The Government has agreed to include a daily interest rate cap on loans as part of its changes to consumer credit laws.
Minister of Commerce and Consumer Affairs Kris Faafoi says under the proposal the cap would be 0.8% interest per day, which still equates to 24% in interest over a 30 day month.
The legislation already contains a limit on the total cost of credit for high-cost loans, which means the interest charged can’t be more than twice the amount initially borrowed. This would mean if someone borrows $500 they won’t have to pay back any more than $1,000 over the lifetime of the loan.
Faafoi says the decision to include the interest rate cap, which would come into effect in June 2020 if passed, is seen as a protection for people who default on their loans, or need to reduce their repayments because of unforeseen hardship. He says it means that high-cost debts can’t keep growing indefinitely.
These changes are included in the Credit Contracts Legislation Amendment Bill.
“Following public feedback on the Bill at select committee, we’ve decided to include a 0.8% per day cap on interest rates in addition to other changes which will strengthen protections for vulnerable borrowers. At the moment, high-cost credit is too easy for people in hardship to access. While this type of credit can be an immediate solution to financial problems, we know that high-cost, easy credit leads to worse problems in the long run,” he says.
Faafoi says the new interest rate cap adds a limit on how much a lender can charge borrowers, right from the start of a loan, and therefore reduces the dollar amount of regular repayments.
In April FinCap chief executive Tim Barnett said the Government’s proposed amendments didn’t hit loan sharks hard enough and called for a cap on interest rates and called for an interest rate cap. The organisation is the umbrella body for New Zealand’s budgeting and financial capability services.
"As it stands, the new law is overly complex and full of loopholes and the strong expert consensus is that an interest rate cap is a bottom line to make this legislation work,” Barnett said
He said he had no problem in principle with changing the Credit Contracts and Consumer Finance Act.
“Fundamentally we’re not saying the amendments are a bad thing to be doing, but they aren’t going far enough. The law has to be clear for consumers so they know when they’ve entered into agreement, what’s reasonable and what’s not and when the law has been breached.”
But Faafoi defended the lack of an interest rate cap at the time and said he had looked at the feasibility of having a maximum interest rate and fees that could be charged per annum by lenders in interest and fees as suggested by FinCap and Community Law Canterbury.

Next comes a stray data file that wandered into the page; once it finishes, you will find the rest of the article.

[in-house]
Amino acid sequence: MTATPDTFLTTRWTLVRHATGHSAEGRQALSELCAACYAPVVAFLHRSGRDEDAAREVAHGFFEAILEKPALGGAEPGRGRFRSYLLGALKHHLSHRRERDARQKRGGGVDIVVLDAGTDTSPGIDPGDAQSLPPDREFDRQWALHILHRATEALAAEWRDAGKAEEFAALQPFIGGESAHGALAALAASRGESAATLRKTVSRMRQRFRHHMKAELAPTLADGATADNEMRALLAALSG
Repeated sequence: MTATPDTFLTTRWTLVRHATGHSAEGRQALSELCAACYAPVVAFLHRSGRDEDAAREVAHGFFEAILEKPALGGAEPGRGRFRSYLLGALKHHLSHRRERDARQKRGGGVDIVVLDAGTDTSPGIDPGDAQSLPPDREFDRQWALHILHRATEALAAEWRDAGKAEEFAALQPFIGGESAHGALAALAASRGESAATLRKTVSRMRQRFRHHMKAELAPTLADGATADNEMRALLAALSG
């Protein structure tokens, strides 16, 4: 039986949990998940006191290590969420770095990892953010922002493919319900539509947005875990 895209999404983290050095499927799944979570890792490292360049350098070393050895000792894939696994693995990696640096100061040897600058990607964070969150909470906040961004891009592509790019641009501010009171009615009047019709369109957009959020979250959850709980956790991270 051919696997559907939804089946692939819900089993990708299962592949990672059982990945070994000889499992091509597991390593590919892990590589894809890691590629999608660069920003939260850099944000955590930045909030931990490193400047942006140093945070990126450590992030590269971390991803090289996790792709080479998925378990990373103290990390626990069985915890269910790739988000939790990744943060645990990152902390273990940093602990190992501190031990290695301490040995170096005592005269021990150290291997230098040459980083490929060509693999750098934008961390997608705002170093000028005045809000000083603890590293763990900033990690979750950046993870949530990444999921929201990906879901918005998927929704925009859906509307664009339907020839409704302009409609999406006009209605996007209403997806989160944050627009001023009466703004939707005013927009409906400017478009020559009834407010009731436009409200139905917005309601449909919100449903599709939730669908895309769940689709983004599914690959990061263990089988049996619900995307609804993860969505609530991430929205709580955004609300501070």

Faafoi said international experience suggested an interest rate cap would be counter-productive and instead having a maximum total amount that can be charged in interest and fees on a single loan was more practical.
However, Faafoi has now decided to take on board the thoughts of some submitters and the Credit Contracts Legislation Amendment Bill will now include both the cap on the amount of interest that can be charged on a loan per day, on top of the planned 100% limit on how much can be charged over the life of a loan.
Faafoi's announcement has been cautiously welcomed by Barnett who says if the change is to make a difference it is vital that the 0.8% rate will be simple interest - i.e. 292% per annum.
"That's still a high rate but it will take the most predatory debt products out of the market. FinCap advocated for a lower interest rate cap of 50% per annum. The critical detail is that the rate is not allowed to be a compounding rate, if it is then lenders will still be able to charge rates in excess of 1000% per annum and very little will change for our most vulnerable borrowers and their children. High cost short term lending take around $120m a year out of the pockets of low income New Zealanders."
Mobile traders targeted
Also under the changes all mobile traders who sell goods on credit will be subject to the responsible lending and disclosure obligations of the legislation. This is designed to cover ‘truck shops’ which often sell goods on credit at inflated prices, especially in low-income areas.
“While most mobile traders are already subject to some regulation, some are not. We believe all mobile traders who sell goods on credit should be subject to the same levels of disclosure and responsible lending requirements – including affordability checks - before credit is given,” Faafoi says.
Public feedback also called for lenders to provide clients who fall behind on their loan repayments with information about financial support services.
Legislation on track
The Credit Contracts and Consumer Finance Amendment Bill had its first reading in April and Faafoi says he hopes to see it passed by the end of year so it can come into effect in stages, starting from March 2020.
Faafoi first announced the changes to the Credit Contracts and Consumer Finance Act (CCCFA) in October last year which he said were designed to crack down on predatory lending practices. It followed a review of the consumer credit laws by the Ministry of Business, Innovation and Employment (MBIE).
The proposed changes include the introduction of limits on the amount of interest and fees that can be charged on high-cost loans to prevent people from accumulating large debts, as well as tougher penalties for those who break the law, including irresponsible lending.